Holding Colleges Accountable

Post from First Trust Economics Blog

Brian S. Wesbury – Chief Economist
Robert Stein, CFA – Deputy Chief Economist 

July 13th, 2020

It’s time to think about something other than COVID, statues, the election, and defunding the police. How about higher education? Specifically, student loans and grants.

Just like the bipartisan efforts to making housing more affordable, these programs were well-intentioned. But, also like the housing market, they have led to serious problems. The US has about $1.5 trillion in student debt outstanding, more than subprime mortgage loans in 2007. We’re not worried these loans will cause a collapse in the economy, but they are a major burden that must be dealt with at some point

The debate about student loans isn’t easy. One side argues that, if young adults are having trouble paying, they should have known better, gone to a different college, or taken classes that taught more marketable skills. Maybe they shouldn’t have gone to college at all. The other side says that’s why we need to “forgive” these loans, it’s not the students’ fault; they were told a college degree is a key to the American Dream.

What both sides are missing is that student loans have become a jobs and wage subsidy program for college professors and administrators. They, not the students, are the primary beneficiaries. The government is using young adults to deliver money to the intellectual class, much of whom is utterly lacking in marketable skills, and deeply hostile toward Western Civilization in general (and free-market capitalism in particular).

A large portion of the revenue that funds academics’ salaries comes from the government. According to the GDP accounts, the value of higher education services totaled $196 billion in 2019. Meanwhile, housing and meals at schools totaled $57 billion. For comparison, federal loans and grants totaled $134 billion in the 2018-19 school year, with an additional $13 billion in state grants. And these figures exclude direct spending sent to colleges themselves. In other words, a substantial part of college funding is supported by government spending.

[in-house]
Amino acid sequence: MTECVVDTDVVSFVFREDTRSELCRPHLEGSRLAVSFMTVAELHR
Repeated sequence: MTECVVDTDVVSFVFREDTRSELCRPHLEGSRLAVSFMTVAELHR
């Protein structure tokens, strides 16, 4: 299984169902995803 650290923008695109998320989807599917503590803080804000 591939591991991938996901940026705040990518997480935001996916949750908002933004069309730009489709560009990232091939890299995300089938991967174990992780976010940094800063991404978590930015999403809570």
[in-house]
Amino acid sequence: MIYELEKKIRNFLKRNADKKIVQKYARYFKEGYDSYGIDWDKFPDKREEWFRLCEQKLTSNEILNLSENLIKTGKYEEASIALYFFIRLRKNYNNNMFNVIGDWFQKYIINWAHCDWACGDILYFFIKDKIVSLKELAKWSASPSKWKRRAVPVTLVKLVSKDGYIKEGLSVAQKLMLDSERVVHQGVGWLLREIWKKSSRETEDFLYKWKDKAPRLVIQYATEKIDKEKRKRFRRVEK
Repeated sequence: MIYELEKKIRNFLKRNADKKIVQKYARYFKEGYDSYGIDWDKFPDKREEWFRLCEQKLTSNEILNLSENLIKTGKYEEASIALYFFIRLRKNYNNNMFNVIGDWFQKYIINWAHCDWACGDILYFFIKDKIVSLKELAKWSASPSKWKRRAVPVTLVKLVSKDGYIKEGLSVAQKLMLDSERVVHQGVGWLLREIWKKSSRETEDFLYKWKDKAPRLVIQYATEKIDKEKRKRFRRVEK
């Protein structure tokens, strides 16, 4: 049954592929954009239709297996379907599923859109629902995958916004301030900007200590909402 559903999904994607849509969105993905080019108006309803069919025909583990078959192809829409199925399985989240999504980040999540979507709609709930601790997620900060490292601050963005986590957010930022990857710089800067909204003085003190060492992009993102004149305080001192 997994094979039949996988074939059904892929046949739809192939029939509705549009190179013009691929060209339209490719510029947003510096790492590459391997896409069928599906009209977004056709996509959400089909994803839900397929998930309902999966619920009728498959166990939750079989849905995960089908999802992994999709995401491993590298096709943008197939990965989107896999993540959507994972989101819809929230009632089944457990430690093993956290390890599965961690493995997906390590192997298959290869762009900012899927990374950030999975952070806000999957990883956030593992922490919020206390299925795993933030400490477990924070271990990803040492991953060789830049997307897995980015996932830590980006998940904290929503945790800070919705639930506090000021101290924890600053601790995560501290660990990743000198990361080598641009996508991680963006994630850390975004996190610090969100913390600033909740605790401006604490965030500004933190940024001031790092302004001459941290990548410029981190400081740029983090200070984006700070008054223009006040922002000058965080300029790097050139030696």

Imagine if Fannie Mae and Freddie Mac announced a program to buy all the mortgages that banks made to 18 year olds who bought homes with no money down. Obviously, that policy would lead to disaster and excessive homeownership among teenagers, who would have little idea of the long-term consequences. Well, that’s what’s happened with colleges. Except a mortgage has a home collateralizing the loan. You can’t foreclose on a degree in poetry.

Unfortunately, both sides of the political spectrum would keep the gravy train for privileged academics intact, no matter how absurd, useless, or harmful the “education” they provide, and no matter how much these institutions impinge on the free speech of their students.

So, here are some suggestions to end the windfall for the intellectual class and make them put some skin in the game.

First, just like new banking rules that were passed after the subprime crisis, let’s require 50% claw-backs of federal loan money from a college if its students don’t repay. If they default, students will still be on the hook for 50% themselves. And if a college thinks a defaulting former student could repay the full amount, let the college go after the student for the other 50%.

Second, because colleges have abused their charitable status and engage in political activity, they should no longer be tax exempt. Third, wealthy colleges with massive endowments should be taxed like the hedge funds that they are.

The road to hell is paved with good intentions. It’s time policymakers take a different route on higher education.